My art, my family, my friends, my environment all impact what I do in and out of the Studio. These are just observations, thoughts, ideas and chatter about anything and everything. Photography by B. NEAL
Tuesday, March 10, 2015
9 March 1945: 334 B-29s dropping incendiaries destroy 267,000 buildings; 25% of city (Operation Meetinghouse) killing some 100,000.
(AP) - It was not Hiroshima or Nagasaki, but in many ways, including lives lost,
it was just as horrific.
March 10, 1945, U.S. B-29 bombers flew over Tokyo in the dead of night, dumping
massive payloads of cluster bombs equipped with a then-recent invention: napalm.
A fifth of Tokyo was left a smoldering expanse of charred bodies and rubble.
a modest floral monument in a downtown park honors the spirits of the 105,400
confirmed dead, many interred in common graves.
was the deadliest conventional air raid ever, worse than Nagasaki and on par
with Hiroshima. But the attack, and similar ones that followed in more than 60
other Japanese cities, have received little attention, eclipsed by the atomic
bombings and Japan's postwar rush to rebuild.
Nihei, just 8 when the bombs fell, was among many survivors who kept silent. A
half-century passed before she even shared her experiences with her own son.
parents would just say, 'That's a different era,'" Nihei said. "They wouldn't
talk about it. And I figured my own family wouldn't understand."
as their numbers dwindle, survivors are determined to tell their stories while
they still can.
earlier raids targeted aircraft factories and military facilities, the Tokyo
firebombing was aimed largely at civilians, in places including Tokyo's downtown
area known as "shitamachi," where people lived in traditional wood and paper
homes at densities sometimes exceeding 100,000 people per square mile.
were plenty of small factories, but this area was chosen specifically because it
was easy to burn," says historian Masahiko Yamabe, who was born just months
after the war's end.
departure from earlier raids: the bombers flew low.
was as if we could reach out and touch the planes, they looked so big," said
Yoshitaka Kimura, whose family's toy store in downtown Tokyo's Asakusa was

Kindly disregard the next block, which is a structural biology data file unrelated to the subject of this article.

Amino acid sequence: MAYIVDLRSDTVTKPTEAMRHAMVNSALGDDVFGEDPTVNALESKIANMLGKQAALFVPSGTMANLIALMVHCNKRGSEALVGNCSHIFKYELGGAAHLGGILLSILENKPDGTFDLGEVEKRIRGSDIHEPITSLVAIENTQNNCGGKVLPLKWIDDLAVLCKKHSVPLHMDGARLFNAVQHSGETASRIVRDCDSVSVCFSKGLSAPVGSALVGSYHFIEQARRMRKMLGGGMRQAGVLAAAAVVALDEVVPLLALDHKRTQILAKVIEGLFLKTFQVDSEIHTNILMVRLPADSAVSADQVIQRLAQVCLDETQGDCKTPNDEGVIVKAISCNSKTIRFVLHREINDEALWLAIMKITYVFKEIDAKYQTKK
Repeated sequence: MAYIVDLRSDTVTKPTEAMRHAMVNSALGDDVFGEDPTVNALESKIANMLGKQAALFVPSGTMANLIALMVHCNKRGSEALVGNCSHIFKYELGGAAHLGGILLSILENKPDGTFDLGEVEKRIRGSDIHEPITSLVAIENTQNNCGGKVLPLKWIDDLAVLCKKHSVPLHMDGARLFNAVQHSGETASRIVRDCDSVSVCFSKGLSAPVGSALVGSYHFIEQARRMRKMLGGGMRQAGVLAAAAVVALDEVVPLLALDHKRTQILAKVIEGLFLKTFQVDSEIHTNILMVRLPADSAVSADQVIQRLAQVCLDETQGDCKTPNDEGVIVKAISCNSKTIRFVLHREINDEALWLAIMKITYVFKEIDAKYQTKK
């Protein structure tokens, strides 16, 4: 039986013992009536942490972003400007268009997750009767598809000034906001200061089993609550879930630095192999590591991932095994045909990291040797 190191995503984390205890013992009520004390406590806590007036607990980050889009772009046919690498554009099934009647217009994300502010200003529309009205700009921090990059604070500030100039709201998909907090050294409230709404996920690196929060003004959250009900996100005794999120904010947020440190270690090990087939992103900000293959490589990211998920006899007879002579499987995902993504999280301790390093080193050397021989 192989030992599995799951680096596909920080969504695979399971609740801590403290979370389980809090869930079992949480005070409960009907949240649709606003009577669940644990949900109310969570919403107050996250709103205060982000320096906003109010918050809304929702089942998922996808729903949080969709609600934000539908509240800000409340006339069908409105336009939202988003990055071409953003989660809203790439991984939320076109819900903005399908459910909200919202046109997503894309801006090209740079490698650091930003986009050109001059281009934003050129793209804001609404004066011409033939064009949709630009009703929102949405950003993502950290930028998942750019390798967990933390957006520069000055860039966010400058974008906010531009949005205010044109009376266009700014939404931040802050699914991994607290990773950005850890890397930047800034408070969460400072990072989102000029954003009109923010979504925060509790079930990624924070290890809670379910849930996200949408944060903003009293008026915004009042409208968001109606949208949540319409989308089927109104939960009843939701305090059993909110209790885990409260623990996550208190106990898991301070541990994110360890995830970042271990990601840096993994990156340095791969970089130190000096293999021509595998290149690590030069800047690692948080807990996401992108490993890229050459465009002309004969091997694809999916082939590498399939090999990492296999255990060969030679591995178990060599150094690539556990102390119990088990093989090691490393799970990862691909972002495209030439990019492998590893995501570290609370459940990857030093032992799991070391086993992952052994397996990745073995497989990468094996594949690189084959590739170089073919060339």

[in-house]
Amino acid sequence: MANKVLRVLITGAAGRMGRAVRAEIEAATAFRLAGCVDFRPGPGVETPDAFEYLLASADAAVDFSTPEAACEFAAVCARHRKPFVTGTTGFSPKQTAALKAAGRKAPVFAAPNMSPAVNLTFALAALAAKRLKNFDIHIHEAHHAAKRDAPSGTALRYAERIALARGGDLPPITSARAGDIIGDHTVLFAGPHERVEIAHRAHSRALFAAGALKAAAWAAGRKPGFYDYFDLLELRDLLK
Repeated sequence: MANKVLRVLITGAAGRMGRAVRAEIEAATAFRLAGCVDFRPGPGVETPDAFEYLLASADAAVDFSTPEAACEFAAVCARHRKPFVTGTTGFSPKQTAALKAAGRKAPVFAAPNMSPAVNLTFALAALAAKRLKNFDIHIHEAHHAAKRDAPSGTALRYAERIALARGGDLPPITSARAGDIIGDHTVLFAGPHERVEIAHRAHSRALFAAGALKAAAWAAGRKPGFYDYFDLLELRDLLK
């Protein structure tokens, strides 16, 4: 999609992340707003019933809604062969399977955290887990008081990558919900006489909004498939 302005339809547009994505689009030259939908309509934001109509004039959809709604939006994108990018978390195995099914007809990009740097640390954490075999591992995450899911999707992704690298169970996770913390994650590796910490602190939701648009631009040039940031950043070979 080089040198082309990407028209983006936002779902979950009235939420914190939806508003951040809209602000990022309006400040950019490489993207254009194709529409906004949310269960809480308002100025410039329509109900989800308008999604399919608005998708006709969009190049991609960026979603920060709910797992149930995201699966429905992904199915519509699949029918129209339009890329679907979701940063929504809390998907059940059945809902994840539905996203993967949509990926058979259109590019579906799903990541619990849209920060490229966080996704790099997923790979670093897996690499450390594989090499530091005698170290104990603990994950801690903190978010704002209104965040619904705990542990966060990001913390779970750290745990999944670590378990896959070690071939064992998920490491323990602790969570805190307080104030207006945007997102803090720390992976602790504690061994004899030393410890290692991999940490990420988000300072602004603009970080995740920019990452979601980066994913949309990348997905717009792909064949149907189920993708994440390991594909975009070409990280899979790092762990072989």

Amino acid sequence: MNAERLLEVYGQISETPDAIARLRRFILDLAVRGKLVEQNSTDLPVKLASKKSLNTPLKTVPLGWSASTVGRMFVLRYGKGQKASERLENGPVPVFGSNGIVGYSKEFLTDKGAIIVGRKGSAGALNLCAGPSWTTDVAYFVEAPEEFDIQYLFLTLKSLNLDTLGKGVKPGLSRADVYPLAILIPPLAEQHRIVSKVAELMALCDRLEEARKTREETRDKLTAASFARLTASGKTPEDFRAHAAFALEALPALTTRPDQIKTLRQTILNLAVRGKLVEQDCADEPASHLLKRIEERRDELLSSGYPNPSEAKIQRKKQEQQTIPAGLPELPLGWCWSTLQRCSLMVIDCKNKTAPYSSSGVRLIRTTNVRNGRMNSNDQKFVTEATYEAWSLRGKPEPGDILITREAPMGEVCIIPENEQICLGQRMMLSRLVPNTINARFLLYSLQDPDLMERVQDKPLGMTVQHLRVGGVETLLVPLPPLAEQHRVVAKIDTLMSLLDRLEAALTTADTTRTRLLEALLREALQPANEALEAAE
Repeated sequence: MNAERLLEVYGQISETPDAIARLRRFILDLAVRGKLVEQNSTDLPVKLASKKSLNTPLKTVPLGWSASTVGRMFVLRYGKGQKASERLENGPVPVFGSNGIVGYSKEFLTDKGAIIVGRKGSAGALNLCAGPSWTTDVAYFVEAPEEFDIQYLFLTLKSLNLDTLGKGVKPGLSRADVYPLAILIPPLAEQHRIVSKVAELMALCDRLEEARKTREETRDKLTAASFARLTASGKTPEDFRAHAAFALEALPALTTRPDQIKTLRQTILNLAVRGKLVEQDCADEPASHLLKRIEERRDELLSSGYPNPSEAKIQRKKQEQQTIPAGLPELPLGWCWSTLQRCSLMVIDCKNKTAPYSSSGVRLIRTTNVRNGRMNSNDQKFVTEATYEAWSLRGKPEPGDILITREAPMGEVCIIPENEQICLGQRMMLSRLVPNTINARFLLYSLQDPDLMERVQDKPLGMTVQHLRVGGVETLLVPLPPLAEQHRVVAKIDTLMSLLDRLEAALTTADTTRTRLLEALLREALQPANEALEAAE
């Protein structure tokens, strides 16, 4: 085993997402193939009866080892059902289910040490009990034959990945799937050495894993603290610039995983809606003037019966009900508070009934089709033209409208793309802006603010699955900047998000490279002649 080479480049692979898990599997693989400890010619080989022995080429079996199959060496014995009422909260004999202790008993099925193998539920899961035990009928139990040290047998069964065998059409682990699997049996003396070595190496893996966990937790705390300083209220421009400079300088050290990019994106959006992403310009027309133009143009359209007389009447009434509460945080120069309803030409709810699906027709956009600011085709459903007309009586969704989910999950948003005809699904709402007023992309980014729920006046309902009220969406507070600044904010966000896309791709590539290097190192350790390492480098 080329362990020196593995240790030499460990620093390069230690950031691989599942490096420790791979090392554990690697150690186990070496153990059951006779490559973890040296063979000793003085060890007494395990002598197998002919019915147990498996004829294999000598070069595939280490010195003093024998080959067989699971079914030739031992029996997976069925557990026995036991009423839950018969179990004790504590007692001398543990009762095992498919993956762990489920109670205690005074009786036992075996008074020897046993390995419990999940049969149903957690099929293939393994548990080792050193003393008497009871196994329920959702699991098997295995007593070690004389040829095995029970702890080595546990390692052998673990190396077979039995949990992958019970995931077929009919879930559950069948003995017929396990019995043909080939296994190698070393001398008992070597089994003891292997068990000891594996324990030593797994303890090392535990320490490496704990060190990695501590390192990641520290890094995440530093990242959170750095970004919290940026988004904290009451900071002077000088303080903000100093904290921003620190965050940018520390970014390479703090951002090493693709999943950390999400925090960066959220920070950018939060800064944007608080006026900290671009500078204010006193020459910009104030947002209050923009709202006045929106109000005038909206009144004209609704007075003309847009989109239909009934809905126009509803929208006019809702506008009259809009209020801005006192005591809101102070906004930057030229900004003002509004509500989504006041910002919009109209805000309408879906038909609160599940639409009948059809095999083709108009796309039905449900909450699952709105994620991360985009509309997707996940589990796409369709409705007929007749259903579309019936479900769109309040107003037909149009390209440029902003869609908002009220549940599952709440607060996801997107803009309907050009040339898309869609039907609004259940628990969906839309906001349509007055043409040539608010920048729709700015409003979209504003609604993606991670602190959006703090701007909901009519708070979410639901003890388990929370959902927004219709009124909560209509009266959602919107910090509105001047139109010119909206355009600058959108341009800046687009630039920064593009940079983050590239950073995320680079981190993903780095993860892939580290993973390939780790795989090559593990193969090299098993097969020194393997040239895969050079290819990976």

destroyed. "The bombs were raining down on us. Red, and black, that's what I
now 78, was mesmerized as she watched from a railway embankment.
was a blazing firestorm. I saw a baby catch fire on its mother's back, and she
couldn't put out the fire. I saw a horse being led by its owner. The horse
balked and the cargo on its back caught fire, then its tail, and it burned
alive, as the owner just stood there and burned with it," she said.
Isamu Kase was on duty at a train parts factory. He jumped onto a pump truck
when the attack began, knowing the job was impossible.
was a hellish frenzy, absolutely horrible. People were just jumping into the
canals to escape the inferno," said Kase, 89. He said he survived because he
didn't jump in the water, but his burns were so severe he was in and out of
hospital for 15 years.
choices like that determined who lived and who died.
a 7-year-old, escaped the flames as he was blown into the entrance of a big
department store while running toward the Sumida River, where tens of thousands
of people died: burned, crushed, drowned or suffocated in the firestorm.
Ohtake, then 13, fled his family's noodle shop with a friend. Turned back by
firefighters, they headed toward Tokyo Bay and again were ordered back. The boys
crouched in a factory yard, waiting as flames consumed their neighborhood.
saw a fire truck heaped with a mountain of bones. It was hard to understand how
so many bodies could be piled up like that," said Ohtake.
about two hours and 40 minutes, the B-29s left.
speak of the hush as dawn broke over a wasteland of corpses and debris, studded
by chimneys of bathhouses and small factories. Police photographer Koyo Ishikawa
captured the carnage of charred bodies piled like blackened mannequins, tiny
ones lying beside them.
was as if the world had ended," said Nihei, whose father sheltered her under his
body, as others piled on top and were burned and suffocated. All her family
Kiyo-oka, a 21-year-old government worker living in the Asakusa district,
survived by hiding under a bridge.
I crawled out I was so cold, so I was warming myself near one of the piles that
was still smoldering. I could see an arm. I could see nostrils. But I was numb
to that by then," she said. "The smell is one that will never leave me." --------------------------------------------------------------------------------------- There is no photograph I would even consider to lead this post. There is so much history that I was never taught in school. There is a great sadness in my heart that our politicians of today base their decisions on what they want to be, where they want to go, how they want to govern, based on their egos, pride, greed and money. Wisdom does not seem to be valued in our culture.
I am appalled at the decision our leaders took on March 9th & 10th of 1945.